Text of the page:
Slides were incubated overnight in R-1396 or nonimmune rabbit serum in 5% FBS-PBS, 4°C. Washes with 0.1% Tween 20 in PBS were followed by incubation with biotinylated swine anti-rabbit IgG (Dako). Detection utilized the avidin-biotin complex VECTASTAIN (Vecta Laboratories), the chromagen 3,3′-diaminobenzidine (Sigma), and hematoxylin counterstaining.
MCF-7 cells were incubated in RPMI and 2% FBS for 16 h and then in RPMI with 0.2% BSA for 1 h before fixation in 4% paraformaldehyde in RPMI medium. Cells were quenched in 100 mm glycine, permeabilized with 0.1% Triton X-100, and blocked in 2% horse serum. Overnight incubation at 4°C with R-1396 was followed by washing with PBS and incubation for 1 h with Texas Red-X goat anti-rabbit IgG, 5 μg/ml (Molecular Probes).
Identification and cloning of GLUT-12.
Northern blots of RNA extracted from the cultured malignant breast epithelial cell line MCF-7 showed that GLUT-1 was abundantly expressed. In addition, the rat GLUT-4 cDNA hybridized under stringent conditions to a transcript of ∼2.5 kb (data not shown). RT-PCR using GLUT-4 specific primers did not amplify a product from MCF-7 RNA. In an effort to identify the transcript that labeled with the GLUT-4 probe, we performed degenerate PCR with GLUT-4-related primers. The resulting amplification product of ∼350 bp hybridized to the GLUT-4 cDNA by Southern blotting. Sequencing showed 44% identity to human GLUT-4 at the amino acid level in the region spanning TM10 and TM11. An expressed sequence tag clone encompassing this sequence was recorded on the public databases and obtained from Genome Systems [I.M.A.G.E. Consortium (LLNL) Clone ID 43006] (17). The 1.2-kb EST from a human neonatal brain cDNA library was used to screen a human embryo cDNA library. Although homologous to the GLUT family, the positive clones did not contain a complete open reading frame (ORF).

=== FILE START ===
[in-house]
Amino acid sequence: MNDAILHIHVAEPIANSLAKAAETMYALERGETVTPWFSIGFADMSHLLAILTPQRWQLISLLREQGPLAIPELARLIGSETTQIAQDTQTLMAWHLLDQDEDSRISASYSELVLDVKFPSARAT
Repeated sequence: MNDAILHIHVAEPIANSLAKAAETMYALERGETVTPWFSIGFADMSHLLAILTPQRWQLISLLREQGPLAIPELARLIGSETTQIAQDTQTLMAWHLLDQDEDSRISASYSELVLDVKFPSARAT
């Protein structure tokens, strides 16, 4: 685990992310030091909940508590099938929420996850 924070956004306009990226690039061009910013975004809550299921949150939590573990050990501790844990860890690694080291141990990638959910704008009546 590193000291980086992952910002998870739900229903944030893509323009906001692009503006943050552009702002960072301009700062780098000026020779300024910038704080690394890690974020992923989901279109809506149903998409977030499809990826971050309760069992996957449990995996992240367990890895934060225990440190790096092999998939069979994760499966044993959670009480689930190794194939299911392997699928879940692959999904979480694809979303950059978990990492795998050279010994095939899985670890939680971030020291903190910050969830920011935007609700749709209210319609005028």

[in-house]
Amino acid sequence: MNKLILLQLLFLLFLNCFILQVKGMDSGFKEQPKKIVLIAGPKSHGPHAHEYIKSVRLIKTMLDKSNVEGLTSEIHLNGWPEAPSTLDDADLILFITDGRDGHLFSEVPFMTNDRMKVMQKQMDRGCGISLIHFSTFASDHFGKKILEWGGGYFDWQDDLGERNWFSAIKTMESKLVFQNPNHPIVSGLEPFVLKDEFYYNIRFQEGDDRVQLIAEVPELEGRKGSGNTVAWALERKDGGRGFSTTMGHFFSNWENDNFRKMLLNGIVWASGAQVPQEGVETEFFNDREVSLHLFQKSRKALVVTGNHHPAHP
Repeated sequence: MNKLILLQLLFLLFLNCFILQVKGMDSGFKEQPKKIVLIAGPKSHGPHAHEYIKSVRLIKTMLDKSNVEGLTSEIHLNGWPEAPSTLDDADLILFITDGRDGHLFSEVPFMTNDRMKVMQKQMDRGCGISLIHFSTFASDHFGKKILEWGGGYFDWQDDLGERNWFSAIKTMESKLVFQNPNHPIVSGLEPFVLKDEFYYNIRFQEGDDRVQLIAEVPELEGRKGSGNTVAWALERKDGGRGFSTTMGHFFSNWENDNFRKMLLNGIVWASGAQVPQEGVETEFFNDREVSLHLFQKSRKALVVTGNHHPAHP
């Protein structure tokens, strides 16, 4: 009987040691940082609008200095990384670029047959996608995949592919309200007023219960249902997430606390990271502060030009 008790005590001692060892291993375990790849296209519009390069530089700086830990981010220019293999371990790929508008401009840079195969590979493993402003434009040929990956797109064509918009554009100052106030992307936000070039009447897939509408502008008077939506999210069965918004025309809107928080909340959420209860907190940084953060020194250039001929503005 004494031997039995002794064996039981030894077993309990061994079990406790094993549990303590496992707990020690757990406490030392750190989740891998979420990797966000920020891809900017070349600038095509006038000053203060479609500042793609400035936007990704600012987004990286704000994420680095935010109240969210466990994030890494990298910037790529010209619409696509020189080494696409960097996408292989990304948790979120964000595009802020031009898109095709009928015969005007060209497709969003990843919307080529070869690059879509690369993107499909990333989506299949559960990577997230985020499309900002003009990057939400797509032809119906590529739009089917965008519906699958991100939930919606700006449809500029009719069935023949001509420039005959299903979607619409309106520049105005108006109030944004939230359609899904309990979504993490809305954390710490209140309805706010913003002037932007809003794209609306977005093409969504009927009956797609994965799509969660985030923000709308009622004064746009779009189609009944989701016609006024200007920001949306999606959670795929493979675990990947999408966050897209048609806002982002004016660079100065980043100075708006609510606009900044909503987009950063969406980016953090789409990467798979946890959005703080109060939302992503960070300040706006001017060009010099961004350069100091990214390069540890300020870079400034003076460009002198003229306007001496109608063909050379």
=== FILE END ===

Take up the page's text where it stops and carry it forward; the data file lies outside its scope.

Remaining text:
RNA from MCF-7 cells, placenta, and human skeletal muscle was used in the first-strand cDNA 5′ rapid amplification of cDNA ends (RACE) reactions. Sequence of four 5′ RACE products overlapped that of partial cDNA clones from the whole human embryonic library. A putative translation start site, which conformed exactly to the Kozak consensus, was identified. A full-length cDNA clone was produced by RT-PCR of RNA from MCF-7 cells and primers based on putative 5′- and 3′-untranslated region sequence. The predicted amino acid sequence is shown in Fig. 1. The ORF encodes a 617-amino acid polypeptide with a predicted molecular mass of 66,962 Da.
Characterization of GLUT-12.
The structure of the GLUT-12 gene has been determined. There are five exons (Table 1). Significantly, the exon-intron organization of GLUT-12 is strikingly similar to that of GLUT-10 but distinct from GLUTs 1–5. There is high nucleic acid conservation at splice junctions, and interruption of amino acid sequence occurs at almost identical positions.